• For each weakness area, ask yourself, "When have I been involved in something similar?" Think about related projects, training, or other examples. These ideas can be used as Parallel Experience answers. For example, if you've had to learn other software programs in the past, make some notes about what you had to do to succeed with that situation. Spend some time brainstorming a number of parallel experiences related to each weakness area you've identified.
• Practice your parallel experience responses: When asked, "Do you have experience with X?" lead with: "The experience I possess is in the area of ..." For example: Provide enough information to build the confidence of the decision maker. Include step-by-step details covering what you did, how you did it, and the result. End your answer with a statement such as, "I'm sure I can use these same skills to be successful in X, as well."
• If at all possible, avoid saying, "I don't have experience in that area, but ..." Opening with a negative often shuts down the listener. Parallel experiences can give you the chance to open new doors, by turning old examples into better possibilities for the future."

"Balancing life at work, home a plus in employers' eyes" by Katy Piotrowski
Reprinted with permission from The Coloradoan, Sunday, March 9, 2003.

When business is down--as it has been for many companies lately--employees begin to wonder, 'If the boss had to cut back on workers, would she keep me, or the guy in the next office?'

According to human resources consultant Richard Fagerlin of Peak Solutions in Fort Collins, thousands of employers were asked the question, 'If you had to choose between two employees, both equally skilled at their specialty, whom would you keep, and why?' These were their answers, in order of priority:

1. An employee with a positive attitude toward customers, colleagues, and co-workers. Your workmate's sunny disposition might be a little hard to take first thing in the morning, but decision makers value this quality over all others.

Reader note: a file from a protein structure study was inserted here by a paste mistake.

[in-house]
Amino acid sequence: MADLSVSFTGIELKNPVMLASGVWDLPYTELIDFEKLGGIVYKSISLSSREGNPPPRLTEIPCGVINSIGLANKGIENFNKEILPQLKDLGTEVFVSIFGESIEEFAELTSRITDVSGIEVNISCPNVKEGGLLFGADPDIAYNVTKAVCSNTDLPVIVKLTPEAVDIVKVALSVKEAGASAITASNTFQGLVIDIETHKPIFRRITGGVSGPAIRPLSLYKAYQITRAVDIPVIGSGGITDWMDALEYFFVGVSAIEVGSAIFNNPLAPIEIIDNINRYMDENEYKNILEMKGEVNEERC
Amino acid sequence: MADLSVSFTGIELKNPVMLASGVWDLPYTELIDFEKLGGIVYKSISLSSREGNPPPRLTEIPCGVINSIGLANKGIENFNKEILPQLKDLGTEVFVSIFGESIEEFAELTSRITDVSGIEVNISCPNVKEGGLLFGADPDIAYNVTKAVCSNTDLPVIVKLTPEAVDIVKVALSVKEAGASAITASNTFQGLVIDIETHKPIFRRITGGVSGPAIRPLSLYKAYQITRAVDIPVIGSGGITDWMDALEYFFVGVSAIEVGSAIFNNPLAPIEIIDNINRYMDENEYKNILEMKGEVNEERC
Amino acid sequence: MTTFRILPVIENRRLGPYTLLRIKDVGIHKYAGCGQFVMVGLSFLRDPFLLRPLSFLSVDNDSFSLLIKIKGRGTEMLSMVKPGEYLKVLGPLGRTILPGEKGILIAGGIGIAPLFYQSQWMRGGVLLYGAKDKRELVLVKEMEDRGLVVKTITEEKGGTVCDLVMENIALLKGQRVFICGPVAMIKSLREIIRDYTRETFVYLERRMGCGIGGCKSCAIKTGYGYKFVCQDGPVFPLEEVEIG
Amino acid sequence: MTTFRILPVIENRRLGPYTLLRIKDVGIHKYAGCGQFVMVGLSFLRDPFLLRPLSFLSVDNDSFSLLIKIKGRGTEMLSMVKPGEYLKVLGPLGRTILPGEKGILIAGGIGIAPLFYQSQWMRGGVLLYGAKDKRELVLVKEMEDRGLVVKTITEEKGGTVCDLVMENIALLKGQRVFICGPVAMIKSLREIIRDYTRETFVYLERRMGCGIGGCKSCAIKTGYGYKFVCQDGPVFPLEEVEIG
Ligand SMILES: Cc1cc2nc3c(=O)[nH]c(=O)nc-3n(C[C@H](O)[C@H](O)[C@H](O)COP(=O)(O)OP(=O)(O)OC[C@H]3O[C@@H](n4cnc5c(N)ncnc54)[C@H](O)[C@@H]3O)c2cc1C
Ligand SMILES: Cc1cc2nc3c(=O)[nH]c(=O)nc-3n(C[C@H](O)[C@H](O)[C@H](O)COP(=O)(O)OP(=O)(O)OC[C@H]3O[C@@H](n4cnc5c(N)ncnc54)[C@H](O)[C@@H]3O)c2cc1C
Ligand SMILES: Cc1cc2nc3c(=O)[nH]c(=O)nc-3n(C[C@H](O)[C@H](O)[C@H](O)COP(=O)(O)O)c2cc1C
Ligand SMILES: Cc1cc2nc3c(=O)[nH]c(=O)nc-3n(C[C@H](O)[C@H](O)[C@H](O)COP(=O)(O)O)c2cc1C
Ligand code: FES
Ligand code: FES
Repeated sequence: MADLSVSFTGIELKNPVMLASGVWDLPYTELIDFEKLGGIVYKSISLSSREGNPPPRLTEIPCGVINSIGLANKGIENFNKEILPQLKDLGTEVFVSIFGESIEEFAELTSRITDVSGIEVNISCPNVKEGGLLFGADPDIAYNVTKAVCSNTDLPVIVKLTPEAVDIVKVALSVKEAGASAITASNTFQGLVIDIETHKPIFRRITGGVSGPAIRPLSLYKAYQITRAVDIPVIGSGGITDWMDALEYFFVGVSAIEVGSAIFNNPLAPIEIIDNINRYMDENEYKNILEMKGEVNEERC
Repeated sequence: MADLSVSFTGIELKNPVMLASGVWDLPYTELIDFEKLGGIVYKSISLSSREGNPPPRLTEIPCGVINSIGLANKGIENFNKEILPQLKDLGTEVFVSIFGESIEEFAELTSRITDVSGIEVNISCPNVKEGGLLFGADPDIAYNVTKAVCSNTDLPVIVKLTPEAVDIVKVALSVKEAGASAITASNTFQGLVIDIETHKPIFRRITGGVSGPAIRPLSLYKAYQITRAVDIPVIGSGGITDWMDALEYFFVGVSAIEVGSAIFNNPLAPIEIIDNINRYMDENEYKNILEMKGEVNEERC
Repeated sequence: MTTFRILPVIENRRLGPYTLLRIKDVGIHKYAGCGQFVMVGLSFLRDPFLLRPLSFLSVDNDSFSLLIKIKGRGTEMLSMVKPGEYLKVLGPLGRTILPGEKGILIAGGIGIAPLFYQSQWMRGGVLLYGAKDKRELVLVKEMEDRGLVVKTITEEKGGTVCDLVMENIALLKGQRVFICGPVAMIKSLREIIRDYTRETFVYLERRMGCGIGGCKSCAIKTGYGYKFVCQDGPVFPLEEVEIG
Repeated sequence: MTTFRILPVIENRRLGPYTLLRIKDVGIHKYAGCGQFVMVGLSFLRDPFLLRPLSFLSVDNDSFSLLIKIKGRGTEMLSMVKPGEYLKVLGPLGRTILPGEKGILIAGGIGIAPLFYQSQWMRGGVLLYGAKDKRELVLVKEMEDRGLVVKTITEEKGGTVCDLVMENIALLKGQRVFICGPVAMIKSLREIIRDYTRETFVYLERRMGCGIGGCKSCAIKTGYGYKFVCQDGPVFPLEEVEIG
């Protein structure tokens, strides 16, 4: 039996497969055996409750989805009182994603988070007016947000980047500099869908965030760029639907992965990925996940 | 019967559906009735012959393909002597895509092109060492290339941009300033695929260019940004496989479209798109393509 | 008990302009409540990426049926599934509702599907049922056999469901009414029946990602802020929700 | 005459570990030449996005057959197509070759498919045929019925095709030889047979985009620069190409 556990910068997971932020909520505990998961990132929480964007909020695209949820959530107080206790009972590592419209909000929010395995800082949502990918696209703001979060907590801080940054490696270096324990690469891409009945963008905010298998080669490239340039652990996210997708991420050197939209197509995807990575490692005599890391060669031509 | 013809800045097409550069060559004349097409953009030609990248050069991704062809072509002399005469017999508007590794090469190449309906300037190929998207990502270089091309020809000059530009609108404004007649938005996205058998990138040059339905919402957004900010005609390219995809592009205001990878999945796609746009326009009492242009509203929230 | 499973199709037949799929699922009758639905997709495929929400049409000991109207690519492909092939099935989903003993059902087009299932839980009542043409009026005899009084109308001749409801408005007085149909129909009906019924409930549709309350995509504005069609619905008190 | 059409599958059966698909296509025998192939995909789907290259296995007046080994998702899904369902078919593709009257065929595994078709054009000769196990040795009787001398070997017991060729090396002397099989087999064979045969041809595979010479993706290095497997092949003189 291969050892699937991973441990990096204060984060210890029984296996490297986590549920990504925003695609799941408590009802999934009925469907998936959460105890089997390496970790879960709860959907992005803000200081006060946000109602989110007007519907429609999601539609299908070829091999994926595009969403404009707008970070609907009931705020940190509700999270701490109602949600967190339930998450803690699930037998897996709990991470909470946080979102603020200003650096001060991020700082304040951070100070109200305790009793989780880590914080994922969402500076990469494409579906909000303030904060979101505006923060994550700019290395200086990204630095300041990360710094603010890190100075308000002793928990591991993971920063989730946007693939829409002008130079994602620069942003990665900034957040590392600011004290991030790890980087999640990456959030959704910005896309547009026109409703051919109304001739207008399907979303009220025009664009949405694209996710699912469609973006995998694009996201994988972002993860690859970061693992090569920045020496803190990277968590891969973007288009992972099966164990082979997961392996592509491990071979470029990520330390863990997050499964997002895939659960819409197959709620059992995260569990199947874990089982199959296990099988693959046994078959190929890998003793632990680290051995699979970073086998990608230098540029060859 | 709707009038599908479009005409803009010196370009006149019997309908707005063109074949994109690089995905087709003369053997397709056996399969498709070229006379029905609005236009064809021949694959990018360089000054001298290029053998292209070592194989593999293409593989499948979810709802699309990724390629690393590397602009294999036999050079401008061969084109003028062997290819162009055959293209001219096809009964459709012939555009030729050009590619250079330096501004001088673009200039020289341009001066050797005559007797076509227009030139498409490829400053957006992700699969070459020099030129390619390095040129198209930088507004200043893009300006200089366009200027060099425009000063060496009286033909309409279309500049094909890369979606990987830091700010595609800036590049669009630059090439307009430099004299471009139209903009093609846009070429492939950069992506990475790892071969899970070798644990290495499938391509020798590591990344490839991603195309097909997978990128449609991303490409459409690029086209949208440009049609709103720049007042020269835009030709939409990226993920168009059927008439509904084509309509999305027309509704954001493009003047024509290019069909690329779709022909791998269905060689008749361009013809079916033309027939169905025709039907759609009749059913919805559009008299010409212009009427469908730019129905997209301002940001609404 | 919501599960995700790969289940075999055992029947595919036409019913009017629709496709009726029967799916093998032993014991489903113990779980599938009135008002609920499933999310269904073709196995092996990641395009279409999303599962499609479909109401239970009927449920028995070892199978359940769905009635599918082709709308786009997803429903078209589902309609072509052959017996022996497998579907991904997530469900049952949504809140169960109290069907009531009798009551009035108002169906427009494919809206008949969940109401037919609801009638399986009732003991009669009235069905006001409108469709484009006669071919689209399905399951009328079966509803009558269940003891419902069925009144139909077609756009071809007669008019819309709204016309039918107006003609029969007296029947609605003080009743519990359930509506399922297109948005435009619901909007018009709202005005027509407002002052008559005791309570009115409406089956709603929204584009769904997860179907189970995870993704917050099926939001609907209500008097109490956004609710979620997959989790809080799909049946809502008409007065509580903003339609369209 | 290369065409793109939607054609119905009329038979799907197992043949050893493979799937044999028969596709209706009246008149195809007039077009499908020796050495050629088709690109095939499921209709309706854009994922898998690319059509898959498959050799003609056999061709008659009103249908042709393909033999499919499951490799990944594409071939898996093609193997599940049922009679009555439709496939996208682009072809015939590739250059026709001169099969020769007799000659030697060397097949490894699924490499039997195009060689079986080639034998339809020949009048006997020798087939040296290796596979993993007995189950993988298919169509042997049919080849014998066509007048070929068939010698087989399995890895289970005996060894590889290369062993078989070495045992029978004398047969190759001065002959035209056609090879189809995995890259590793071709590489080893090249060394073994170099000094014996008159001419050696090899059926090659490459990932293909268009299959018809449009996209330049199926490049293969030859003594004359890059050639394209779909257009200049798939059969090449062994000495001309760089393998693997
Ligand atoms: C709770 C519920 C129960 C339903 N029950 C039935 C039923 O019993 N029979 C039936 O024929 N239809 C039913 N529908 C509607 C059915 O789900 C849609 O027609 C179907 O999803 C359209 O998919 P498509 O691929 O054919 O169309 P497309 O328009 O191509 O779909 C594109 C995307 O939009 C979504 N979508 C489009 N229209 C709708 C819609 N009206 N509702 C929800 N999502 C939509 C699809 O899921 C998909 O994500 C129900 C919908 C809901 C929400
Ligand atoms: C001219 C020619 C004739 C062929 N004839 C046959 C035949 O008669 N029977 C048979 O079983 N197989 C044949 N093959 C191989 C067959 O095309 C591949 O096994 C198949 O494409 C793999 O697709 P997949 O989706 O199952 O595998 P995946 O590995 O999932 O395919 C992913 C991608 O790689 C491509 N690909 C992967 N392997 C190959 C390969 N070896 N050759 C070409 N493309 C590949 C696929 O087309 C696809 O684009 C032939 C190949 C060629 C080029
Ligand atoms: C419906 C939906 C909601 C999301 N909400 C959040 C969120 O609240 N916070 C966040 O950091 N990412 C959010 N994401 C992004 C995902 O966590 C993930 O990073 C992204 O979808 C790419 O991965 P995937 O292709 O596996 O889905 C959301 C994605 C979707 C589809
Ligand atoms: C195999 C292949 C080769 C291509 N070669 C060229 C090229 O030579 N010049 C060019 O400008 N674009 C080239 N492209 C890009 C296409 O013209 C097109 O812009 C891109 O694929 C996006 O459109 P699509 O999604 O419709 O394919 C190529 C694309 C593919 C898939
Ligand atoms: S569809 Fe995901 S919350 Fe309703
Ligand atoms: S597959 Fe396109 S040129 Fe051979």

2. Someone who takes responsibility for his impact on the organization. If you're clear about how your role benefits the bottom line, and work diligently toward further improving your impact, your boss will want to keep you around.
3. A person who successfully balances work and personal priorities. Contrary to popular belief, workaholics aren't necessarily more attractive. In fact, bosses have learned that an employee who can maintain balance at home and on the job is a better investment as a long-term contributor.
4. Somebody who manages change well, and even initiates it. Employers notice and want to keep workers who are willing to try new ideas and flex with change. Sticking with the status quo can lead to failure for a business, as well as a pink slip for an employee.
5. A worker with strong communication skills. Whether it's written, verbal, one-on-one, in groups, or via satellite, an employee who is capable of effectively communicating key concepts is a keeper.
6. A team member who works smarter, not harder. Increased productivity, through more efficient use of time and resources, is a quality that decision makers encourage and want to retain.
7. Finally, someone who seeks out leadership opportunities regardless of their title or position. You don't need to head the department to head up an improvement project. And the people in charge reward this behavior by hanging on to those who can lead."